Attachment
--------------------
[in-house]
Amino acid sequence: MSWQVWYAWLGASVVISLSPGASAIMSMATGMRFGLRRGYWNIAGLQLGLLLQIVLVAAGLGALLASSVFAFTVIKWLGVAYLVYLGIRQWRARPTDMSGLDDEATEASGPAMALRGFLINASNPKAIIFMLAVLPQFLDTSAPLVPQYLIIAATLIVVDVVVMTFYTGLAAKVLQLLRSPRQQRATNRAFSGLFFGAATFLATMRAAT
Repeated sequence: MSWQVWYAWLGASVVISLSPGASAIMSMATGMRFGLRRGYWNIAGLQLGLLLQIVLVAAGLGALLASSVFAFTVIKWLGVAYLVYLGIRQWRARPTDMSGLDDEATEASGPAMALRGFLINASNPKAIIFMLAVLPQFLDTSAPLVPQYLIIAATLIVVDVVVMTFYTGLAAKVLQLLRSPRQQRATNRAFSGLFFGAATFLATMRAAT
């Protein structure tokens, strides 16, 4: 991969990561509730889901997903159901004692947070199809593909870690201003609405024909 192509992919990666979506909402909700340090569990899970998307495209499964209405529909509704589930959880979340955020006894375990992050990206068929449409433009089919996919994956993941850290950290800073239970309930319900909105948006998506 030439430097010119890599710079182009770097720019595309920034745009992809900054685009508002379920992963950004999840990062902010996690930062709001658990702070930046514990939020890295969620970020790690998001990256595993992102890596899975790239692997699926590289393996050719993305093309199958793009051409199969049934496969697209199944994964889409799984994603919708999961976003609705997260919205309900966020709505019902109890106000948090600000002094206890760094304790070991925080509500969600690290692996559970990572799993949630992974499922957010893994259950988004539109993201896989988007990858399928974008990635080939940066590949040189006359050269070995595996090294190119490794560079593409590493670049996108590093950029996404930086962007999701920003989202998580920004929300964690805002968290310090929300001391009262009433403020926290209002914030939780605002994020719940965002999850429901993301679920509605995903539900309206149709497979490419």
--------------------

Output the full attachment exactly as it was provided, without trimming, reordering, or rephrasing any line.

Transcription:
[in-house]
Amino acid sequence: MSWQVWYAWLGASVVISLSPGASAIMSMATGMRFGLRRGYWNIAGLQLGLLLQIVLVAAGLGALLASSVFAFTVIKWLGVAYLVYLGIRQWRARPTDMSGLDDEATEASGPAMALRGFLINASNPKAIIFMLAVLPQFLDTSAPLVPQYLIIAATLIVVDVVVMTFYTGLAAKVLQLLRSPRQQRATNRAFSGLFFGAATFLATMRAAT
Repeated sequence: MSWQVWYAWLGASVVISLSPGASAIMSMATGMRFGLRRGYWNIAGLQLGLLLQIVLVAAGLGALLASSVFAFTVIKWLGVAYLVYLGIRQWRARPTDMSGLDDEATEASGPAMALRGFLINASNPKAIIFMLAVLPQFLDTSAPLVPQYLIIAATLIVVDVVVMTFYTGLAAKVLQLLRSPRQQRATNRAFSGLFFGAATFLATMRAAT
């Protein structure tokens, strides 16, 4: 991969990561509730889901997903159901004692947070199809593909870690201003609405024909 192509992919990666979506909402909700340090569990899970998307495209499964209405529909509704589930959880979340955020006894375990992050990206068929449409433009089919996919994956993941850290950290800073239970309930319900909105948006998506 030439430097010119890599710079182009770097720019595309920034745009992809900054685009508002379920992963950004999840990062902010996690930062709001658990702070930046514990939020890295969620970020790690998001990256595993992102890596899975790239692997699926590289393996050719993305093309199958793009051409199969049934496969697209199944994964889409799984994603919708999961976003609705997260919205309900966020709505019902109890106000948090600000002094206890760094304790070991925080509500969600690290692996559970990572799993949630992974499922957010893994259950988004539109993201896989988007990858399928974008990635080939940066590949040189006359050269070995595996090294190119490794560079593409590493670049996108590093950029996404930086962007999701920003989202998580920004929300964690805002968290310090929300001391009262009433403020926290209002914030939780605002994020719940965002999850429901993301679920509605995903539900309206149709497979490419």